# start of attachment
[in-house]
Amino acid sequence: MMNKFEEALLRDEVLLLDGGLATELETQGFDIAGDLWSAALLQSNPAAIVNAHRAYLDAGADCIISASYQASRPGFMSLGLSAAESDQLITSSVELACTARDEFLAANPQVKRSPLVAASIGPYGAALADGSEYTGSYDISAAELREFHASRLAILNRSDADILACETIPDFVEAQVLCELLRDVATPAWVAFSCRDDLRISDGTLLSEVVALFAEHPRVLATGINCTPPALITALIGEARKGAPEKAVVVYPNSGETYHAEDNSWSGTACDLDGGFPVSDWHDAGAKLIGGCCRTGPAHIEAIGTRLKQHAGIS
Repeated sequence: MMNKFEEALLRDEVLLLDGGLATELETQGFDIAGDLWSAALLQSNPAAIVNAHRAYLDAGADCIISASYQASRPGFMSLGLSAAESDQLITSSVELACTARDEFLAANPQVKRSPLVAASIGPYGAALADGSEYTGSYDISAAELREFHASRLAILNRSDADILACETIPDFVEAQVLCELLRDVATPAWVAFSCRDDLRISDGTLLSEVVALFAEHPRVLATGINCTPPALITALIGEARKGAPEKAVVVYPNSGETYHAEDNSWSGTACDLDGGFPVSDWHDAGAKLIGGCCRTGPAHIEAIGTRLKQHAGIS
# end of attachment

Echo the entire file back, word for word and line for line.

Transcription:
[in-house]
Amino acid sequence: MMNKFEEALLRDEVLLLDGGLATELETQGFDIAGDLWSAALLQSNPAAIVNAHRAYLDAGADCIISASYQASRPGFMSLGLSAAESDQLITSSVELACTARDEFLAANPQVKRSPLVAASIGPYGAALADGSEYTGSYDISAAELREFHASRLAILNRSDADILACETIPDFVEAQVLCELLRDVATPAWVAFSCRDDLRISDGTLLSEVVALFAEHPRVLATGINCTPPALITALIGEARKGAPEKAVVVYPNSGETYHAEDNSWSGTACDLDGGFPVSDWHDAGAKLIGGCCRTGPAHIEAIGTRLKQHAGIS
Repeated sequence: MMNKFEEALLRDEVLLLDGGLATELETQGFDIAGDLWSAALLQSNPAAIVNAHRAYLDAGADCIISASYQASRPGFMSLGLSAAESDQLITSSVELACTARDEFLAANPQVKRSPLVAASIGPYGAALADGSEYTGSYDISAAELREFHASRLAILNRSDADILACETIPDFVEAQVLCELLRDVATPAWVAFSCRDDLRISDGTLLSEVVALFAEHPRVLATGINCTPPALITALIGEARKGAPEKAVVVYPNSGETYHAEDNSWSGTACDLDGGFPVSDWHDAGAKLIGGCCRTGPAHIEAIGTRLKQHAGIS